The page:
I’ve included an interesting genre of bug I’ve seen in some kernel drivers. In some cases, it may be exploitable. However, not everyone would agree that this code represents the bug.
loff_t pos = *ppos;
*ppos = pos + nbytes;
res = nbytes;
free_page((unsigned long) page);
I’ve included smore code than is necessary, but what is the bug? The bug is that the file pointer ppos can overflow. No validation is performed on the result of pos + nbytes. The file pointer is of type loff_t and is a signed long long, so an overflow leads to a negative result which is not valid. That the file pointer is now in an undefined state, may leave other sections of code that depend on it vulnerable.
Some may argue that these are not bugs at all. In 2002 no-one in the Linux camp (and neither I at the time; as I was looking for exploitable conditions) cared much for such bugs and were generally ignored.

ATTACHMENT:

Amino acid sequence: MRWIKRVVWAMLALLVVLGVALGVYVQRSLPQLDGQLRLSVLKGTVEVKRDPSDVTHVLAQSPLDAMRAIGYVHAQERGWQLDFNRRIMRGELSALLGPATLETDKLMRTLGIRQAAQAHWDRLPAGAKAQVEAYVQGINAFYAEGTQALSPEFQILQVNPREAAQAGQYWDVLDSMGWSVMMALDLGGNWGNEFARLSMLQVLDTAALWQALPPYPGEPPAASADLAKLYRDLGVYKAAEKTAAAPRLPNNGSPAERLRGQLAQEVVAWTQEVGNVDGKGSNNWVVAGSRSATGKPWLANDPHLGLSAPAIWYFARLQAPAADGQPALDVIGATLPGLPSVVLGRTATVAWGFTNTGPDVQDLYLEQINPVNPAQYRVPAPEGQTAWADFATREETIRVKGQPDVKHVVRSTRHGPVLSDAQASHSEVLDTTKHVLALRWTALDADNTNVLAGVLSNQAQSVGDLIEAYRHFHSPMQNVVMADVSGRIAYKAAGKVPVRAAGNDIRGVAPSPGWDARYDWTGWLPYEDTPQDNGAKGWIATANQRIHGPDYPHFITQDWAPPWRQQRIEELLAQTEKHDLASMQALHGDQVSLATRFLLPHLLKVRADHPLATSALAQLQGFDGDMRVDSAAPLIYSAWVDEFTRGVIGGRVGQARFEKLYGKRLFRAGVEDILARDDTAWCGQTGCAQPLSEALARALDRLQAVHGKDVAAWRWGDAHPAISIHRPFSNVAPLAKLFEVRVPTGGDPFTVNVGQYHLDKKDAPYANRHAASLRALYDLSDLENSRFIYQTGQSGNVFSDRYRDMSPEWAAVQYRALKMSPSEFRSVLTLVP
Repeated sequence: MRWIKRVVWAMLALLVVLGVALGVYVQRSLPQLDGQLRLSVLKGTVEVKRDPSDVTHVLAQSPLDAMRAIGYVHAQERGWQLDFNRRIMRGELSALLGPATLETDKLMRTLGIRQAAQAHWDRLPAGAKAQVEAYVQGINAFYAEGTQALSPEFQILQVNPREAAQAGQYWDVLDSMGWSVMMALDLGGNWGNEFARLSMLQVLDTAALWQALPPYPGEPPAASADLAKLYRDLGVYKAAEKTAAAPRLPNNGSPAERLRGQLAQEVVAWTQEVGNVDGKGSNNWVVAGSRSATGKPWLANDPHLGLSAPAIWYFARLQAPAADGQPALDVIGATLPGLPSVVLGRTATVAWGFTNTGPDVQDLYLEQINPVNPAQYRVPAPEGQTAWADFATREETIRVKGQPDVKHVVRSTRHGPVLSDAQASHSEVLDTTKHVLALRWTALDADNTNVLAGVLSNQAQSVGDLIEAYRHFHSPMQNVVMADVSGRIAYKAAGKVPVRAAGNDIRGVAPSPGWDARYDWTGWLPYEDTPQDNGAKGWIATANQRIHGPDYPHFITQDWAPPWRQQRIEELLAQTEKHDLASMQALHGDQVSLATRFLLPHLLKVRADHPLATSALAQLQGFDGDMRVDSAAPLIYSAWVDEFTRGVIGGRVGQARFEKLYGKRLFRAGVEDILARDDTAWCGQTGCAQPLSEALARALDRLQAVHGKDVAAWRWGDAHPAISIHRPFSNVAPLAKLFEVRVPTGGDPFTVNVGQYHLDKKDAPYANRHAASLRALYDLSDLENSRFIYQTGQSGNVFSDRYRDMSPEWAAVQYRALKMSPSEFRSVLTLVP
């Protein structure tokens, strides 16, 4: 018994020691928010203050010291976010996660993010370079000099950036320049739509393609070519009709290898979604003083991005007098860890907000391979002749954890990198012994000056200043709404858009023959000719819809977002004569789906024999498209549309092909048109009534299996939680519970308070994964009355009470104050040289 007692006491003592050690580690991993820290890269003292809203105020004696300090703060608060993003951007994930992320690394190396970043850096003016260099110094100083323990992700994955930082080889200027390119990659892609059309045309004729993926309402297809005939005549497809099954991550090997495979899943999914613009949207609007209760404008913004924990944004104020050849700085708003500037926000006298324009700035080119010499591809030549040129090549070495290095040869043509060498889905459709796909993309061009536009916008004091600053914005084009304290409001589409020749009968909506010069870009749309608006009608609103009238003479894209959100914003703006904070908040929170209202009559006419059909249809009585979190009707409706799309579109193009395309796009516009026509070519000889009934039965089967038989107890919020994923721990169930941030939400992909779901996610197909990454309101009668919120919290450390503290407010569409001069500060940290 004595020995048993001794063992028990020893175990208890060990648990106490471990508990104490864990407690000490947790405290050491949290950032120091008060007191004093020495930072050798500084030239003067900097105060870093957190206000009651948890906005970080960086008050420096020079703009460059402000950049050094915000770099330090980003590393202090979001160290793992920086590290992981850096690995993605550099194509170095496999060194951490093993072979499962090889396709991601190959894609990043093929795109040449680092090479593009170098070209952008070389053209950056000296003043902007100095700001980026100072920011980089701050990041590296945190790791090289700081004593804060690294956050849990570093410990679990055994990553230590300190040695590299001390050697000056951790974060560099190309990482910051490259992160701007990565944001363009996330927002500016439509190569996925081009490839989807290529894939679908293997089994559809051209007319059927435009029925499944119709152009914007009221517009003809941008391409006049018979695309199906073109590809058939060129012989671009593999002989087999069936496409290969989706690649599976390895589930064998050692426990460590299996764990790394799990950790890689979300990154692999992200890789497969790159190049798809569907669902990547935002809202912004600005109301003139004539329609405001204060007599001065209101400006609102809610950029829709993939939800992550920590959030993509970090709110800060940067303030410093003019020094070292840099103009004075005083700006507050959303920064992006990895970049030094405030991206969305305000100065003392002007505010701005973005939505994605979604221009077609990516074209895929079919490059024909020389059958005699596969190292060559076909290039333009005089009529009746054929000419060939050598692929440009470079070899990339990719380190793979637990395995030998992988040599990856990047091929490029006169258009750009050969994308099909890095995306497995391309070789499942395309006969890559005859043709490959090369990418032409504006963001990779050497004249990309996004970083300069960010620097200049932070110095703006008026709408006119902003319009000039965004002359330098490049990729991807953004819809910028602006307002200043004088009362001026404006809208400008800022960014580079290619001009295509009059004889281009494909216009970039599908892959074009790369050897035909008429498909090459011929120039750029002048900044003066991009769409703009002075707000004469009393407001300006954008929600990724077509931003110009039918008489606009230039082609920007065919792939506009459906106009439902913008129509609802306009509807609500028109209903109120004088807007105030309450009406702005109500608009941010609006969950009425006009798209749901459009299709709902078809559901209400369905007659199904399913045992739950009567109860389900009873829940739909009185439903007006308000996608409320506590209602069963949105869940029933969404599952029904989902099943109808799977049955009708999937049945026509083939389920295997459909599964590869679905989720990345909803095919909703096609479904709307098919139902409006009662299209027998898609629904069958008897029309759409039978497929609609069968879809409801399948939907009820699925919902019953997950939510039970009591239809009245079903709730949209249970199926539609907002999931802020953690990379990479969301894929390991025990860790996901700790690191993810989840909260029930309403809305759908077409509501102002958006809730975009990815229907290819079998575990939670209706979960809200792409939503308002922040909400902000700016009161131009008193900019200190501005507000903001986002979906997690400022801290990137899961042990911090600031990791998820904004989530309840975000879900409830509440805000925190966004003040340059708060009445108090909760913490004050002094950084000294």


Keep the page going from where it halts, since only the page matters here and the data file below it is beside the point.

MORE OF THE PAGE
But are these types of bugs exploitable? Depends. It requires another area of code to depend on the value of the file pointer for the above code to become useful from an attackers point of view. Alof of kernel code is definately vulnerable if the lseek code in general was allowed to overflow and make the file pointer negative, but there are explicit checks for this in most of the lseek code.
Most of the time these bugs are not exploitable. In 2002, I did however find a number of exploitable conditions concerning the use of interesting reads and seeks. Some of those bugs were in default installs as part of the proc filesystem.